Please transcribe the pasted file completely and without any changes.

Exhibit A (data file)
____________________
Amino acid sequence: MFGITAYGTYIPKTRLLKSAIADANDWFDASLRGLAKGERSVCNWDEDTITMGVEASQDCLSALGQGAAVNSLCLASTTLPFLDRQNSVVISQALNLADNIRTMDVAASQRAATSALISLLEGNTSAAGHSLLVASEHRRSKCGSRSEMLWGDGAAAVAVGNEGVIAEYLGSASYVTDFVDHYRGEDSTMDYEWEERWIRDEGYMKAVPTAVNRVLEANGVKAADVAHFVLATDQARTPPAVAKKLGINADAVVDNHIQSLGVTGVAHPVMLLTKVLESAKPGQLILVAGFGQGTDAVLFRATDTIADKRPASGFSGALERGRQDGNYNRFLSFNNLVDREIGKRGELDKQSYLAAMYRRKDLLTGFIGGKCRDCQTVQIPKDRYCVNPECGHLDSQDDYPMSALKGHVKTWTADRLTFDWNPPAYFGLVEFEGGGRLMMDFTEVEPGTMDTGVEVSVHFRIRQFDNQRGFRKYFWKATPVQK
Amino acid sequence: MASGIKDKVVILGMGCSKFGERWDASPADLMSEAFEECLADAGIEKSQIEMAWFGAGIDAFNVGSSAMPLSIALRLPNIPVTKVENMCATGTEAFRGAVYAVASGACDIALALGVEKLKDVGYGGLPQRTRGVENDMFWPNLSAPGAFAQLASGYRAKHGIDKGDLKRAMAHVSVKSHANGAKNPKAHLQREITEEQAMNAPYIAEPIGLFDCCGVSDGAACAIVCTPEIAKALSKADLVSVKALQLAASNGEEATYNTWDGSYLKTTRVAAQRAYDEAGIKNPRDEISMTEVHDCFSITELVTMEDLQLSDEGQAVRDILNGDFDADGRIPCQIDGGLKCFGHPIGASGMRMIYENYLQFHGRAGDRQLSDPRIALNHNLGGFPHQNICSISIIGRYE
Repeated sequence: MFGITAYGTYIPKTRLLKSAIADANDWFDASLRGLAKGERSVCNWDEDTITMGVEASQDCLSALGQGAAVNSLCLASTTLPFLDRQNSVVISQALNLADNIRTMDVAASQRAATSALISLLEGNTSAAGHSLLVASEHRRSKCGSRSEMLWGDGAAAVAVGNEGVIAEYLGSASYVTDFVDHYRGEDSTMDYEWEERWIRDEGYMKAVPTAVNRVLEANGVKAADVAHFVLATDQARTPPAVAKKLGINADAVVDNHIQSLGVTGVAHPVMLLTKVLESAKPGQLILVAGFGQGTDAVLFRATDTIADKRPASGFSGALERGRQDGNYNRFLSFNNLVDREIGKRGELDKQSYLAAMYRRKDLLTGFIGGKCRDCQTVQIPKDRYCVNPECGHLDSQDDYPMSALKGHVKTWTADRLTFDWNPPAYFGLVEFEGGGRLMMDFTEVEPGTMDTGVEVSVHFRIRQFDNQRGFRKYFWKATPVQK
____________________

Amino acid sequence: MFGITAYGTYIPKTRLLKSAIADANDWFDASLRGLAKGERSVCNWDEDTITMGVEASQDCLSALGQGAAVNSLCLASTTLPFLDRQNSVVISQALNLADNIRTMDVAASQRAATSALISLLEGNTSAAGHSLLVASEHRRSKCGSRSEMLWGDGAAAVAVGNEGVIAEYLGSASYVTDFVDHYRGEDSTMDYEWEERWIRDEGYMKAVPTAVNRVLEANGVKAADVAHFVLATDQARTPPAVAKKLGINADAVVDNHIQSLGVTGVAHPVMLLTKVLESAKPGQLILVAGFGQGTDAVLFRATDTIADKRPASGFSGALERGRQDGNYNRFLSFNNLVDREIGKRGELDKQSYLAAMYRRKDLLTGFIGGKCRDCQTVQIPKDRYCVNPECGHLDSQDDYPMSALKGHVKTWTADRLTFDWNPPAYFGLVEFEGGGRLMMDFTEVEPGTMDTGVEVSVHFRIRQFDNQRGFRKYFWKATPVQK
Amino acid sequence: MASGIKDKVVILGMGCSKFGERWDASPADLMSEAFEECLADAGIEKSQIEMAWFGAGIDAFNVGSSAMPLSIALRLPNIPVTKVENMCATGTEAFRGAVYAVASGACDIALALGVEKLKDVGYGGLPQRTRGVENDMFWPNLSAPGAFAQLASGYRAKHGIDKGDLKRAMAHVSVKSHANGAKNPKAHLQREITEEQAMNAPYIAEPIGLFDCCGVSDGAACAIVCTPEIAKALSKADLVSVKALQLAASNGEEATYNTWDGSYLKTTRVAAQRAYDEAGIKNPRDEISMTEVHDCFSITELVTMEDLQLSDEGQAVRDILNGDFDADGRIPCQIDGGLKCFGHPIGASGMRMIYENYLQFHGRAGDRQLSDPRIALNHNLGGFPHQNICSISIIGRYE
Repeated sequence: MFGITAYGTYIPKTRLLKSAIADANDWFDASLRGLAKGERSVCNWDEDTITMGVEASQDCLSALGQGAAVNSLCLASTTLPFLDRQNSVVISQALNLADNIRTMDVAASQRAATSALISLLEGNTSAAGHSLLVASEHRRSKCGSRSEMLWGDGAAAVAVGNEGVIAEYLGSASYVTDFVDHYRGEDSTMDYEWEERWIRDEGYMKAVPTAVNRVLEANGVKAADVAHFVLATDQARTPPAVAKKLGINADAVVDNHIQSLGVTGVAHPVMLLTKVLESAKPGQLILVAGFGQGTDAVLFRATDTIADKRPASGFSGALERGRQDGNYNRFLSFNNLVDREIGKRGELDKQSYLAAMYRRKDLLTGFIGGKCRDCQTVQIPKDRYCVNPECGHLDSQDDYPMSALKGHVKTWTADRLTFDWNPPAYFGLVEFEGGGRLMMDFTEVEPGTMDTGVEVSVHFRIRQFDNQRGFRKYFWKATPVQK